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New Synagogue at Yad Vashem Showcases Judaica from Destroyed Synagogues in Europe.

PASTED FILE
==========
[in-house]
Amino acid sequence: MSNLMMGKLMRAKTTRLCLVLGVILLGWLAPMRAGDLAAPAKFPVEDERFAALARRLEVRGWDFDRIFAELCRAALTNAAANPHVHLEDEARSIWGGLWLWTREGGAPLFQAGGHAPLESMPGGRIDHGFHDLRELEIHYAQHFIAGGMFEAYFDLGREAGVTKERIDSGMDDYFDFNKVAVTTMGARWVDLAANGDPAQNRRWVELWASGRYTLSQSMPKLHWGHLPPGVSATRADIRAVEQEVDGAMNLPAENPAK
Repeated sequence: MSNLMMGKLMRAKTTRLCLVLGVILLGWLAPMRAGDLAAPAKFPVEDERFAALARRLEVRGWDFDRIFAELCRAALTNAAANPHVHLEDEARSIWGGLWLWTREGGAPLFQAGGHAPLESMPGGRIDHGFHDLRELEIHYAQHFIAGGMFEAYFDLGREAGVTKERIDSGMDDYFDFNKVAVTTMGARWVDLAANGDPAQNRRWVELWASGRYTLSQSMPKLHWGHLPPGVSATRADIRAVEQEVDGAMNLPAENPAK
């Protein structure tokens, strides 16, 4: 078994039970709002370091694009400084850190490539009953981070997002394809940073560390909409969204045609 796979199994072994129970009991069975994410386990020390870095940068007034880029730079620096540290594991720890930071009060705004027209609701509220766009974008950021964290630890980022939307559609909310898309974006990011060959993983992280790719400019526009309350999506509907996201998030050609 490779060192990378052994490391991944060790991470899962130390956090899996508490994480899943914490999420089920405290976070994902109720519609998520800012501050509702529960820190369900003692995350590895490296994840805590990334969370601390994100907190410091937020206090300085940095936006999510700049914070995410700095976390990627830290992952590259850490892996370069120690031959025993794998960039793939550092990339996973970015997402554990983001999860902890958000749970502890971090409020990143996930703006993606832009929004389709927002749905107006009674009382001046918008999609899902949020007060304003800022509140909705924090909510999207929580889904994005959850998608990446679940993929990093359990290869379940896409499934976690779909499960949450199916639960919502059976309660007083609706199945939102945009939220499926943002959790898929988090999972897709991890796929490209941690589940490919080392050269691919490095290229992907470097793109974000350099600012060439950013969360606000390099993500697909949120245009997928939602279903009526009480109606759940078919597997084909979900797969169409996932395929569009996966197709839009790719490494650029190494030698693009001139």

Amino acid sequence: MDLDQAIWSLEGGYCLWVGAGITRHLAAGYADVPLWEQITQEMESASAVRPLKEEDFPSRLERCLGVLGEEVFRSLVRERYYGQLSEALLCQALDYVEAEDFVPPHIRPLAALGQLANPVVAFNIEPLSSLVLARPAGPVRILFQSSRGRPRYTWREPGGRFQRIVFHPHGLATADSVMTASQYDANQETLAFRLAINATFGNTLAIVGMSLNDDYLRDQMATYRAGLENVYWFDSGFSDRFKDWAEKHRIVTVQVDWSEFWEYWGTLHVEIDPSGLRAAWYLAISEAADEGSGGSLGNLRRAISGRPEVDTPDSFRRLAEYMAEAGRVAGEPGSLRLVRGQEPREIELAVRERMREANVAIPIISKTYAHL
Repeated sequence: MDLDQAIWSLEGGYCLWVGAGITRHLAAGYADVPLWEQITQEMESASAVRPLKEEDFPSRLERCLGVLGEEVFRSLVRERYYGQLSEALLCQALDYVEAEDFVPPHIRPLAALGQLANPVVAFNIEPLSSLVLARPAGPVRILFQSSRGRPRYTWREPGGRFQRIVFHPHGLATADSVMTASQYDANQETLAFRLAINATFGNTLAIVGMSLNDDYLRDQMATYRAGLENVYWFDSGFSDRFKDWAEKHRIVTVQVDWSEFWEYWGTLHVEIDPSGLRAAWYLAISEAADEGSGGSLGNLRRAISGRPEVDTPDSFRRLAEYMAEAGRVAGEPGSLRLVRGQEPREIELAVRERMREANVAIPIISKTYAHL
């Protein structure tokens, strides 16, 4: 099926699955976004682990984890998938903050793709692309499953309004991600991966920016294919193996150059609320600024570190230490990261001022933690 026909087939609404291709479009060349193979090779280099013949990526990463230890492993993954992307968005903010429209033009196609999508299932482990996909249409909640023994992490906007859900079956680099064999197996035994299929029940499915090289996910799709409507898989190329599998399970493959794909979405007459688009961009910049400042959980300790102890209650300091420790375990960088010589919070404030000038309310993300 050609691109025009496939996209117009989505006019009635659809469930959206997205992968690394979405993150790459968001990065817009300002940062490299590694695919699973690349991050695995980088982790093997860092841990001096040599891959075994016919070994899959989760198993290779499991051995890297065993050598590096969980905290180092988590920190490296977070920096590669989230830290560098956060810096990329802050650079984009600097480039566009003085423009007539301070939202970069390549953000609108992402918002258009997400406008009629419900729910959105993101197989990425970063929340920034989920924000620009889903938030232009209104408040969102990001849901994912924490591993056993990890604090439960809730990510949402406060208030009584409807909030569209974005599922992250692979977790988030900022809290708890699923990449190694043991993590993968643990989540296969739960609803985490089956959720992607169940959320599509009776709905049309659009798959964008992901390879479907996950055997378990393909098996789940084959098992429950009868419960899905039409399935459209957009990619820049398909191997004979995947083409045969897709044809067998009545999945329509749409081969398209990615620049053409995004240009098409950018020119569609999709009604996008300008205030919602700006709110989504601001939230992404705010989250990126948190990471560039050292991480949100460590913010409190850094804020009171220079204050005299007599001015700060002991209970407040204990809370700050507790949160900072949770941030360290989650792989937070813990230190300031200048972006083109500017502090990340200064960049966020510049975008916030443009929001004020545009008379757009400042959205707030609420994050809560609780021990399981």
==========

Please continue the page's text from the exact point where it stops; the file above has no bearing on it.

The new Synagogue, designed by architect Moshe Safdie and the interior design firm Tamuz, will serve as a place where visitors can say kaddish for beloved departed ones, where individuals can gather in silent prayer or join a traditional minyan in the communal atmosphere of a synagogue, and as a monument to the destroyed synagogues of Europe. Thirty-one distinct items are on display, including four Torah Arks, and various other Judaicia from throughout Europe. The four arks, all of which come from Romania, were brought to Yad Vashem with the support of the late Prof. Nicolae Cajal, then president of the Federation of the Jewish Communities in Romania and with the backing of the Romanian government. In 1998, Yehudit Inbar, Director of the Museums Division and Haviva Peled Carmeli, Senior Artifacts Curator, traveled throughout Romania to trace what was left of a once thriving Jewish community. Among the items discovered was an Ark that was found in a local Romanian’s home who was using it as a clothes closet, the Torah Ark of the Apple Merchants Association Synagogue in Iasi, and the unraveling Torah Ark Curtain from Cluj. The main, functioning Torah Ark’s façade is from Barlad, Romania. In addition, there are ritual articles from Poland, Greece, Transnistria, Germany and Slovakia. “The Yad Vashem synagogue will serve as a memorial to the destroyed places of worship of European Jewry. It will be a testimonial to the indestructible faith, the rich spiritual world of European Jewry and the extraordinary will of the Jewish people to survive, to remember and to rebuild,” said Avner Shalev, Chairman of the Yad Vashem Directorate.